The present invention relates to a data storage system (100). A data storage system (100) according to the invention comprises a shared memory (110) that stores file system data and a processor (102) that is adapted to perform control functions and file system management functions using file system data stored in the shared memory (110). A data storage system (100) according to the invention further comprises a packet arbiter (124) that receives data from a source external to the data storage system (100) and an I/O scheduler (122) that schedules I/O operations on the data received by the packet arbiter (124) using file system data stored in the shared memory (110) autonomously with respect to the processor (102). Methods according to the invention relate to operating a data storage system.

Description

  • [0001]
    The present invention relates to the field of data storage systems. In particular, exemplary embodiments of the present invention relate to improving the efficiency of data retrieval and storage in data storage systems.
  • [0002]
    The market for network attached storage, referred to as "NAS" herein, and file servers is currently growing rapidly. This market is expected to grow even faster in the near and middle term future because NAS-devices are coming to be seen as an important part of home networks. Compared to universal servers or PC systems, the dedicated architecture of NAS-systems gives them real performance advantages in executing special file serving tasks. This leads to a high degree of efficiency in terms of response time, streaming bandwidth and data security, while keeping the form factor small, and power consumption moderate. Additionally, state-of-the-art NAS devices increasingly offer more sophisticated functions than just file serving. Examples of these other functions include automated backup solutions, encryption, web and/or print server functionality and the like. However, most of the existing NAS solutions still require the utilization of one or more powerful processors - not only for controlling but also for data processing jobs. Also, managing the basic functions of a NAS system including file system maintenance, file I/O, network communication and the like, and advanced functions, including backup automation, encryption and the like, typically require the intelligence of an operating system.
  • [0003]
    Regardless of whether a system is configured as a standalone server with a dedicated RAID-controlled storage system or configured to employ a network attached storage-head, or NAS-head, in conjunction with a SAN, system requirements may include the ability to withstand very high traffic loads. The processors currently available are usually fast enough to serve the available bandwidths, but processors may not be able to effectively support upcoming technologies such as 10Gbit Ethernet and storage domains employing solid state disks. In a server environment utilizing a 10Gbit Ethernet link and a powerful redundant array of inexpensive disks or RAID system, state-of-the-art CPUs may be ineffective for supporting high traffic speeds.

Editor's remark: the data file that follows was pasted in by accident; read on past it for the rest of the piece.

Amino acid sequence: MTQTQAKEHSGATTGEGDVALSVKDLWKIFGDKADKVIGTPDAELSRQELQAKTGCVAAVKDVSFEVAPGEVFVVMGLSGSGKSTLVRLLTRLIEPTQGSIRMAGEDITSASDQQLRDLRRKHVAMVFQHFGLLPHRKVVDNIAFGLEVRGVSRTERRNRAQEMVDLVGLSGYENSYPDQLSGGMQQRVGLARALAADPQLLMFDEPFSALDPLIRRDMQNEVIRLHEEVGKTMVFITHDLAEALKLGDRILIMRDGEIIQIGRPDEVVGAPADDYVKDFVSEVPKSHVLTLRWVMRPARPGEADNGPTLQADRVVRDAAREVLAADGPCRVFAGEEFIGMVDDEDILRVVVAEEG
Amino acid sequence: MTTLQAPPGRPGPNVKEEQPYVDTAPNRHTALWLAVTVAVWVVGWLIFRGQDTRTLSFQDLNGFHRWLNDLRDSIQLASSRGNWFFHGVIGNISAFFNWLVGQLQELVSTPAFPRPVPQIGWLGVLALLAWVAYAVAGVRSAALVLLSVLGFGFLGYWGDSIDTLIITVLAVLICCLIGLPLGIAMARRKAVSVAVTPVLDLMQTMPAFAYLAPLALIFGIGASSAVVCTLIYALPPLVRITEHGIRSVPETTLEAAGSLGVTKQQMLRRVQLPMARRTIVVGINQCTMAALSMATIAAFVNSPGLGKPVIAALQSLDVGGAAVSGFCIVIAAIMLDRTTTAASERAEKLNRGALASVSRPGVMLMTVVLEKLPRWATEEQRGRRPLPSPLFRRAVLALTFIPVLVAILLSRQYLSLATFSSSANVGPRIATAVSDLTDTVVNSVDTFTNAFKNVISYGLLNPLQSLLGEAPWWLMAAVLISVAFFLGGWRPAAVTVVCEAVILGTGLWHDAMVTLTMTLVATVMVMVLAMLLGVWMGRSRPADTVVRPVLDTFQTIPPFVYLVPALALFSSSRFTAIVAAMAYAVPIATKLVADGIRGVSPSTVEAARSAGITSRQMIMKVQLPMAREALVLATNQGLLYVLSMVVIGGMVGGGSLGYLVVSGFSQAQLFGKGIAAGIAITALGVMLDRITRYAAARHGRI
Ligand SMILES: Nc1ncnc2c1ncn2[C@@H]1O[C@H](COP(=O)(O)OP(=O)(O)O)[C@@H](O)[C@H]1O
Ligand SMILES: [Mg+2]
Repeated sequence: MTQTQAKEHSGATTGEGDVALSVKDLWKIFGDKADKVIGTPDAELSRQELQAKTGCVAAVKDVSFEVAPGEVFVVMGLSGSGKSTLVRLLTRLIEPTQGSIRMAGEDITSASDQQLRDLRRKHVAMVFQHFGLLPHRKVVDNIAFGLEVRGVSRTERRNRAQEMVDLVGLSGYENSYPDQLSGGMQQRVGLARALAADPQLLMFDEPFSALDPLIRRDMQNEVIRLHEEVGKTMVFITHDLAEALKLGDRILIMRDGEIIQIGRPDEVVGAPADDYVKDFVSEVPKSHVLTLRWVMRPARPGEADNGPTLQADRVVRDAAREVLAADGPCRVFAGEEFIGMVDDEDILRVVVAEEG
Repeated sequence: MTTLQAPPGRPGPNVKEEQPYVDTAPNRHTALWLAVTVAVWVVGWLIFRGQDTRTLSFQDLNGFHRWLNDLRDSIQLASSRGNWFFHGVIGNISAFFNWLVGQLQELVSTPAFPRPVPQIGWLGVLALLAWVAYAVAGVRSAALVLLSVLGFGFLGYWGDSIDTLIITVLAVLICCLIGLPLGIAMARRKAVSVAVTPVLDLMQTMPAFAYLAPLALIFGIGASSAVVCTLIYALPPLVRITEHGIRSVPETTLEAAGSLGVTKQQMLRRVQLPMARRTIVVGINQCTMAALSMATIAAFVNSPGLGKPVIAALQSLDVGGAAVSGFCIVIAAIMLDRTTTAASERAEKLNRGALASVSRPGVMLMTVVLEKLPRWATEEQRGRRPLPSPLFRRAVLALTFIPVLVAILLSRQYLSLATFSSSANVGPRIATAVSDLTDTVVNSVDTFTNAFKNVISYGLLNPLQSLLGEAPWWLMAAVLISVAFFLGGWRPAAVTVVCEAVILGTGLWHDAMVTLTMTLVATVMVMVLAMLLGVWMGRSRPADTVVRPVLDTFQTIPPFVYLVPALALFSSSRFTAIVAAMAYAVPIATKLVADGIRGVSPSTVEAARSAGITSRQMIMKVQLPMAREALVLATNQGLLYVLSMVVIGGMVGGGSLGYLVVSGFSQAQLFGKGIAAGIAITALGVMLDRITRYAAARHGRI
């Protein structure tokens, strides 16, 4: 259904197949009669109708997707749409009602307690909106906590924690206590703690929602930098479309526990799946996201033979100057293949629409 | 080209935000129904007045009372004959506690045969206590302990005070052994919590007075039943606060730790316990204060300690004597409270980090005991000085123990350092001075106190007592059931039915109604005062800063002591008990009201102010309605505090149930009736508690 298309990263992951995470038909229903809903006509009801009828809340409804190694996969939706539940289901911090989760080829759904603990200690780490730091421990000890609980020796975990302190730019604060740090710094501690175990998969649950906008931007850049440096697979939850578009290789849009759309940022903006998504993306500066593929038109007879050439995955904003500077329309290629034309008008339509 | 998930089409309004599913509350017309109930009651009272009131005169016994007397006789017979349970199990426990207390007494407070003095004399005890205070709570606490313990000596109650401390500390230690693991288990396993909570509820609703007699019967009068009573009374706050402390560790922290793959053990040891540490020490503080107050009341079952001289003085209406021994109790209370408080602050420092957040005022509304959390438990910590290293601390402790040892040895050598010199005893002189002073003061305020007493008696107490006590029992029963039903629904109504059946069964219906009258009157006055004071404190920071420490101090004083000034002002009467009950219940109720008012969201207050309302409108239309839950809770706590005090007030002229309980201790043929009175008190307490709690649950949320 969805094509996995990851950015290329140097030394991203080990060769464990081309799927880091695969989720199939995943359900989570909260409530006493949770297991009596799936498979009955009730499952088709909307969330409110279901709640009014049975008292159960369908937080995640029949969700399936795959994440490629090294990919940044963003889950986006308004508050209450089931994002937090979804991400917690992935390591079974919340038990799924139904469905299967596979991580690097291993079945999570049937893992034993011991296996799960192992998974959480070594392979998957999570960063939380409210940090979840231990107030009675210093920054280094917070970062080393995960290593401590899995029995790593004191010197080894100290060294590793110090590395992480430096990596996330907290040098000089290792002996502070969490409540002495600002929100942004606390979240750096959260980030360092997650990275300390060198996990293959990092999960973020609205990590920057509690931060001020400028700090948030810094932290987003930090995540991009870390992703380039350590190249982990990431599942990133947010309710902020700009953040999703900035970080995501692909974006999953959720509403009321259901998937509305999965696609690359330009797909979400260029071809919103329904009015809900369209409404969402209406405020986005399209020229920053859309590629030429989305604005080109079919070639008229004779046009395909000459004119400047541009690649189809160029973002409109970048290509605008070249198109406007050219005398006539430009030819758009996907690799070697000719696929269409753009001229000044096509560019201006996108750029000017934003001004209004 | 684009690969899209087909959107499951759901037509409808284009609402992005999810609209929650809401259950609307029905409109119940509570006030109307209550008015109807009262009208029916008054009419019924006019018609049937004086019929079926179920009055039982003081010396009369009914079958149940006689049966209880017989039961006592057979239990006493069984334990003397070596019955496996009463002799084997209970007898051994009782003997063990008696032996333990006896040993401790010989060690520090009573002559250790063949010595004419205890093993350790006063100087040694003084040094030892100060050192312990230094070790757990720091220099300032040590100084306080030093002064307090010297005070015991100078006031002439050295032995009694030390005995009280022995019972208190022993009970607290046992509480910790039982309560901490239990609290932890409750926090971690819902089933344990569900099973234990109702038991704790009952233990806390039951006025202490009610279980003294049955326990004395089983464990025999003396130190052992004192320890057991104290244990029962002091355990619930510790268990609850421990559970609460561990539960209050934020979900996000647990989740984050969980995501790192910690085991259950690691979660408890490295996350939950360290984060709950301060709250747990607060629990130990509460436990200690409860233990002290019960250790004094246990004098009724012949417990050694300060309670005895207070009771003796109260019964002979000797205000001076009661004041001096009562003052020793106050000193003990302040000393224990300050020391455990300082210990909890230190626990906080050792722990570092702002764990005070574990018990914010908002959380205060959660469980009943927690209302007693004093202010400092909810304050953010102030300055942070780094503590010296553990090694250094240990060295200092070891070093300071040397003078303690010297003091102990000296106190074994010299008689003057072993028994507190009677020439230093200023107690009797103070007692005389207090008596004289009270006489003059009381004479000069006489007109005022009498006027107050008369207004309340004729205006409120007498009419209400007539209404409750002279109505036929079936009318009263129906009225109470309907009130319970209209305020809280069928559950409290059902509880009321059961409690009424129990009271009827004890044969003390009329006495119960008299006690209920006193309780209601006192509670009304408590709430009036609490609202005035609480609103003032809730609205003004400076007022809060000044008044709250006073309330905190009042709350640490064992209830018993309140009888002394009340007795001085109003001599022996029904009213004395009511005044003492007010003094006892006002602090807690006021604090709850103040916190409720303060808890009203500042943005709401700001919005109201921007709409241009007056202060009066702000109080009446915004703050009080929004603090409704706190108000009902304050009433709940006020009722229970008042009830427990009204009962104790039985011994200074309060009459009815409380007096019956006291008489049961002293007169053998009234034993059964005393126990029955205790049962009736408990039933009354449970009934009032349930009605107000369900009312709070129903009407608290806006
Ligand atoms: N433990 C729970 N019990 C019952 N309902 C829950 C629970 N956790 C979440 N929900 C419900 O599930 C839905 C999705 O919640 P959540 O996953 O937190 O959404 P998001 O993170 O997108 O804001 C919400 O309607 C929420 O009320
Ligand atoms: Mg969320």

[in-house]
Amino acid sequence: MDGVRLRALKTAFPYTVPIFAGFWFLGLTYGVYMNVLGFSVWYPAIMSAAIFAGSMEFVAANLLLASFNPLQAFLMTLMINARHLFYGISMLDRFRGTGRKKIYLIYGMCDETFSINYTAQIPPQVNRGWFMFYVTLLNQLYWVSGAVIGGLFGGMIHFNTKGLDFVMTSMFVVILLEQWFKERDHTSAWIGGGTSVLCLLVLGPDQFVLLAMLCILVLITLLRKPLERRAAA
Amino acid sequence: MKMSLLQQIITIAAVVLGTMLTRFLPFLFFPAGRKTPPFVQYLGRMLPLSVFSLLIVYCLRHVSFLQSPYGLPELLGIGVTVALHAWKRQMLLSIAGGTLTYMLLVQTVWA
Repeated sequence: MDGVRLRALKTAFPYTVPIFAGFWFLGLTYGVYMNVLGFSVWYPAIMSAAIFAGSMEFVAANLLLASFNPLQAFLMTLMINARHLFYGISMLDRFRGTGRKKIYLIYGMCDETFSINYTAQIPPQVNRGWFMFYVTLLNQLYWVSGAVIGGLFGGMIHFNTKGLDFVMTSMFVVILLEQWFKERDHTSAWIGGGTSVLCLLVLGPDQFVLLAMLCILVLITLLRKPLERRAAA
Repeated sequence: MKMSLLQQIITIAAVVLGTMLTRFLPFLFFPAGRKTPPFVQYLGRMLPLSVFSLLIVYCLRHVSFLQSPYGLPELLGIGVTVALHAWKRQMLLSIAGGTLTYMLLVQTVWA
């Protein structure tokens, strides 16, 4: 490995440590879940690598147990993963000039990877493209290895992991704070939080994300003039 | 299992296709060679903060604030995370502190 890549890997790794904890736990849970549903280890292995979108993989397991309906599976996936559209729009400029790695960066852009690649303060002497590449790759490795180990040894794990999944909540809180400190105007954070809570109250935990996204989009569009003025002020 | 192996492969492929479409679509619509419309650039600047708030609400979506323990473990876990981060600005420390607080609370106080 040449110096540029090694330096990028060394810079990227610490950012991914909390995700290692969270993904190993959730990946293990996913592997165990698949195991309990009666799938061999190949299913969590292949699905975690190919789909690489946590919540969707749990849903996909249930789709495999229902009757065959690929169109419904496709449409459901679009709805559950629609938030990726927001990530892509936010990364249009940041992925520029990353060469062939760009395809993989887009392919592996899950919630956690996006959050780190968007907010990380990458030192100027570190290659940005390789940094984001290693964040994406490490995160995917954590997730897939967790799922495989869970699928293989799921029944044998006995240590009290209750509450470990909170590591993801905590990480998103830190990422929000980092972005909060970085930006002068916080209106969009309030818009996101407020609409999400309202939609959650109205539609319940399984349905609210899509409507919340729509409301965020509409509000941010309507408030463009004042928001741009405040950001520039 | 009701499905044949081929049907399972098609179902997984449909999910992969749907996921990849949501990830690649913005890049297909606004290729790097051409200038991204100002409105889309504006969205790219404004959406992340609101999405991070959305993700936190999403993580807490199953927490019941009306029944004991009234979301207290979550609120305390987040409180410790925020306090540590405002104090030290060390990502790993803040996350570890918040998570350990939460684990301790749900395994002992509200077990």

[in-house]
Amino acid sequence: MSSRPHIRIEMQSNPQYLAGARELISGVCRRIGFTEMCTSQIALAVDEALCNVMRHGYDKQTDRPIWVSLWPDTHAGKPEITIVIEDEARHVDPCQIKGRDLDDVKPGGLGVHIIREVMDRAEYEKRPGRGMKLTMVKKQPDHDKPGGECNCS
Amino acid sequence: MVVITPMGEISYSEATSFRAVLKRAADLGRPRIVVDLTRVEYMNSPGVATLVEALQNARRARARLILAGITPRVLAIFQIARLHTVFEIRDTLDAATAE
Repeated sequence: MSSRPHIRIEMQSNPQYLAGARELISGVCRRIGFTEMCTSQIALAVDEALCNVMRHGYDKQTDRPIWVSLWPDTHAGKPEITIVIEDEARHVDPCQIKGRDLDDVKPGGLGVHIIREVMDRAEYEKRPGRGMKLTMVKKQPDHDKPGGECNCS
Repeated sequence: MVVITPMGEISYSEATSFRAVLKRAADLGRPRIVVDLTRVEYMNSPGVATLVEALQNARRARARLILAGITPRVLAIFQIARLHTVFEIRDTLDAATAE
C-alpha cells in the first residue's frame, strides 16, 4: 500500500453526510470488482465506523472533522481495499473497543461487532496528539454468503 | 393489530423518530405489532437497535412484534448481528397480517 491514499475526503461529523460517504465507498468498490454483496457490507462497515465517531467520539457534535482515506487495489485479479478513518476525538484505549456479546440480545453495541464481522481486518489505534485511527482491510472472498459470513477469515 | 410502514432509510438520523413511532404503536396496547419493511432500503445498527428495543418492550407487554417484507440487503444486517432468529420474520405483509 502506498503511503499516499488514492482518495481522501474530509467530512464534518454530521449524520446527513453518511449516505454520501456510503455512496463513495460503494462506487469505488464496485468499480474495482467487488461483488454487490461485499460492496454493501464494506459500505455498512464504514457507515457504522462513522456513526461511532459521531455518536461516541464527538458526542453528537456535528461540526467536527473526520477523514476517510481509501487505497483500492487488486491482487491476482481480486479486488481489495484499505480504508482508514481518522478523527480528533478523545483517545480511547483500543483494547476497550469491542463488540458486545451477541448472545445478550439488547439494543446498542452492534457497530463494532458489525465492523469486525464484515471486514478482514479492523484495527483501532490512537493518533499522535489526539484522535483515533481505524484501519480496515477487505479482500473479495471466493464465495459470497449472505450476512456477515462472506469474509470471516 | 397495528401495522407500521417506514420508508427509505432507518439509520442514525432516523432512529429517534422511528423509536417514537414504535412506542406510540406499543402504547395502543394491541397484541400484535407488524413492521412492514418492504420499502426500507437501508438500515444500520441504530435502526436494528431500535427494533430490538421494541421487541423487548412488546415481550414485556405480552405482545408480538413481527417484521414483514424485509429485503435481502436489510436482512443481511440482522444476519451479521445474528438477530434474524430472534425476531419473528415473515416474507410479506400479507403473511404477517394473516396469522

• [0004]
    The skilled person will appreciate that the sequential execution of programs on a CPU is inherently slower than parallel data processing using functions implemented in hardware logic. However, the complexity of parallel hardware makes it very unlikely to create a fully functioning file server completely in hardware using known technology. Therefore, it is likely that foreseeable generations of NAS servers will utilize both hardware and software elements. However, the interconnected relationship between file system metadata and file system functions makes it very difficult to cleanly separate functions that could be offloaded to hardware modules. In addition, the close relationship between file system functions and superordinated networking file system tasks adds to this difficulty.
  • [0005]
    U.S. Patent No. 5,802,366 to Row, et al. purports to disclose a parallel I/O network file server architecture. The disclosed file server architecture comprises as separate processors, a network controller unit, a file controller unit and a storage processor unit. These units incorporate their own processors, and operate in parallel with a local Unix host processor. All networks are connected to the network controller unit, which performs all protocol processing up through the network file system or NFS layer. The virtual file system is implemented in the file control unit, and the storage processor provides high-speed multiplexed access to an array of mass storage devices. The file controller unit controls file information caching through its own local cache buffer, and controls disk data caching through a large system memory which is accessible on a bus by any of the processors.
  • [0006]